New answers tagged

3

Ejection of the tipjet exhaust streams in different directions creates a reactive torque on the rotor. This causes the rotor to spin up until aerodynamic drag exactly opposes the jet reaction. So in a way you can say that tipjet helicopters cancel the rotor torque through aerodynamic drag. But no torque is applied to the rotor through the rotor hub. Its ...


8

Think of 2 scenarios: in one you are holding a rocket shaped projectile that is inert and you throw this projectile using your arm. In the second scenario you hold a real rocket, which is then launched. In the first scenario you throw the projectile, and you have to counter the twisting motion of your arm because your arm is imparting a force. In the ...


32

This is a basic physics question, involving Newton's third law of motion (For every action, there is an equal and opposite reaction.) When a centrally mounted engine applies force to turn the rotor, the equal and opposite reaction creates torque on the fuselage. With a tip jet, the force is applied by the jet shooting its exhaust perpendicular to the blade,...


11

Think of the aircraft engine as one isolated system and the rotor as another isolated system. In its simplest terms, torque is the force required to move mass in a circular motion. Torque is caused by the engine providing power to the rotor shaft which moves the mass of the blades. The torque is the interaction of the stationary engine trying to move the ...


1

Helicopters in general use asymmetric aerofoils because they are not required to fly inverted or produce negative lift. Intermeshing helicopters are no different in this regard. The exception would be aerobatic model helicopters, which use symmetrical aerofoils because they are designed for similar performance either way up.


0

Normally helipads are allocated names depending on what taxiways they are adjacent to. For example, Helipad Alpha would be off or near taxiway Alpha. Helipad Charlie would be off of Taxiway Charlie. Results may differ depending on the airport/heliport layout, but this is how the normal naming system works.


1

Maximum pitch angle would totally depend on the type of helicopter you are flying. Each helicopter has its own set of limitations and pitch angles depending on the blade, rpm, etc. The controls include a mechanical stop, and you would hit that limit sooner or later if you put in an overly aggressive control input on the cyclic, or full collective up or down. ...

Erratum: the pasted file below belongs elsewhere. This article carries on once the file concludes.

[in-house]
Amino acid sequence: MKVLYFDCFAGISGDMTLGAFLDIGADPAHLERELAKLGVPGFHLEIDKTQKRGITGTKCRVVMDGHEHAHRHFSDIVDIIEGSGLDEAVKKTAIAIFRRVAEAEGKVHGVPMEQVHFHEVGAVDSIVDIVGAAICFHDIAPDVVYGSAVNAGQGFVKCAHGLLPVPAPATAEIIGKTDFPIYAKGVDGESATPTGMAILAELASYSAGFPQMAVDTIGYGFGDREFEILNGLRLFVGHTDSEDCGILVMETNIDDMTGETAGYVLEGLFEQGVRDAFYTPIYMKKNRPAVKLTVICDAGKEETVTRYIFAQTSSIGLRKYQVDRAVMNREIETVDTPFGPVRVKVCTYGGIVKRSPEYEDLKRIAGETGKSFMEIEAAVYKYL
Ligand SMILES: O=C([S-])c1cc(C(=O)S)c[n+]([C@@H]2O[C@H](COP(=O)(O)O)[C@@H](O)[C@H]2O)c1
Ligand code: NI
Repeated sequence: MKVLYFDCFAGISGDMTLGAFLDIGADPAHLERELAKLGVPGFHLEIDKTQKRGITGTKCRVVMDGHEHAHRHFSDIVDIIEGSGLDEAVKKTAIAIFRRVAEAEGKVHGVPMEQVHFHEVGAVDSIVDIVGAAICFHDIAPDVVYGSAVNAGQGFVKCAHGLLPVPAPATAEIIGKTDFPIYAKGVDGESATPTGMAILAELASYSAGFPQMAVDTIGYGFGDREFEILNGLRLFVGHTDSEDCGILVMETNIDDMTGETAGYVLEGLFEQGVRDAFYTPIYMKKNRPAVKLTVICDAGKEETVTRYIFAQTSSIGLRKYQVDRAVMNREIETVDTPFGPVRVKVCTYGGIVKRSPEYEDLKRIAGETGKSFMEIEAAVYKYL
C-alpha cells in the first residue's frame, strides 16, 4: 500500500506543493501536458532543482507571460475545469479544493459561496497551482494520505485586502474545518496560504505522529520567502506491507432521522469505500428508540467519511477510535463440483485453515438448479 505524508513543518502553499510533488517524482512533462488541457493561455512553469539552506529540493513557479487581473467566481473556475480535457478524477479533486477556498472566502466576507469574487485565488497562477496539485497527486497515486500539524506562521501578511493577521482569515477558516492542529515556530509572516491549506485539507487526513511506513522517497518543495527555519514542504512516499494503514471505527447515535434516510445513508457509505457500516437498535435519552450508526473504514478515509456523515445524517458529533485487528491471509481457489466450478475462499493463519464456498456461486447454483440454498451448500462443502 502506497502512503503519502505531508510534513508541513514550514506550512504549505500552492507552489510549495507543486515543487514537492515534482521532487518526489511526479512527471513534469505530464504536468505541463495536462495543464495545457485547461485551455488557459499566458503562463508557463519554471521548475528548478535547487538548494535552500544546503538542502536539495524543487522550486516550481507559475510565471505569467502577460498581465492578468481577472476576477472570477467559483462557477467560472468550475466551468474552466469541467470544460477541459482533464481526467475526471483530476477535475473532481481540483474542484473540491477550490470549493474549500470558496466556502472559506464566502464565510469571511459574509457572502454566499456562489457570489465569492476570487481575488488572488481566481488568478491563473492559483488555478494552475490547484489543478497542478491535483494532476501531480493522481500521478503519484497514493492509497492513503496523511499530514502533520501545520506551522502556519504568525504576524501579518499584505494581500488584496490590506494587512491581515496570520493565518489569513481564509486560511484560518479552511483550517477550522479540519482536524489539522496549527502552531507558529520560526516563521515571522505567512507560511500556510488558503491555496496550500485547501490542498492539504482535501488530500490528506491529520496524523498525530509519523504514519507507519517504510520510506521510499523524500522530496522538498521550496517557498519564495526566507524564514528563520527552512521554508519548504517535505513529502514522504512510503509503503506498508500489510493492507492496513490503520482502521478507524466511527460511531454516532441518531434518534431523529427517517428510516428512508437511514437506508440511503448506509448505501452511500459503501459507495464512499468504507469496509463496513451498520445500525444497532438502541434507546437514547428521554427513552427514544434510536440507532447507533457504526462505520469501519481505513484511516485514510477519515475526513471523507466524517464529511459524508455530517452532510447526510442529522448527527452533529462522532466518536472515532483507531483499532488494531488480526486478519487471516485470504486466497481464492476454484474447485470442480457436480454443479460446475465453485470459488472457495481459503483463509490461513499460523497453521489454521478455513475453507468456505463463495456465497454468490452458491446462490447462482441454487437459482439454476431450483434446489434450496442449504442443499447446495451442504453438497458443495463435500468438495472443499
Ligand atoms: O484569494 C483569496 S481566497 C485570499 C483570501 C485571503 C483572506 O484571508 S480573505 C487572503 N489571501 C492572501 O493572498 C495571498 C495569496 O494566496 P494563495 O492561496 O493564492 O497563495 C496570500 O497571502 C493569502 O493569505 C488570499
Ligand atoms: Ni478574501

2

If you are looking up at a bright thing in the southwestern or western sky before 11 PM in March 2020 and you aren't also able to locate the planet Venus at the same time, then the bright thing is the planet Venus. Venus is very high and bright in southwestern or western sky in the evenings these days. Unless it is very near the horizon, it appears to ...


4

Unfortunately, this is an opinion based question. My opinion is based on the fact that my first few hours of helicopter instruction were harder than my first few hours of fixed wing instruction. Takeoff in a helicopter was fairly easy after hover taxiing to the takeoff pad and hover turning 360° with yaw control to visually clear the area. Landing in a ...


0

Click to view, cropped from https://forums.eagle.ru/showthread.php?t=98895 The biggest feature in that area is the fuel tank, which is roughly 0.65 m$^3$ (165 US gal). With a cabin height of 1.2 m (it's not a standing cabin), the base (assuming square) would be 0.74 x 0.74 m (2'5" x 2'5") of floor area, which does look right.


54

If the temperature and conditions are right, yes. Any aircraft which has a heat engine that burns hydrocarbon fuel, which is pretty much any reciprocating or gas turbine engine used in aviation, will emit carbon dioxide and water vapor as byproducts of combustion. It’s just a byproduct of the chemical reaction to produce heat energy in the engine. And when ...


12

Contrails off the engine exhausts is unlikely. But in the right conditions, ie damp air, you can get contrails off the "wingtip" vortices, ie off the rotor blade tips.


-3

In a word: NO. All existing helicopters have their engine exhausts somewhere beneath the main rotor, and that means that the exhaust gases are hugely diluted and dispersed by the enormous downwash from the main rotor. It simply is not possible for a contrail to form under such dilution and turbulence.


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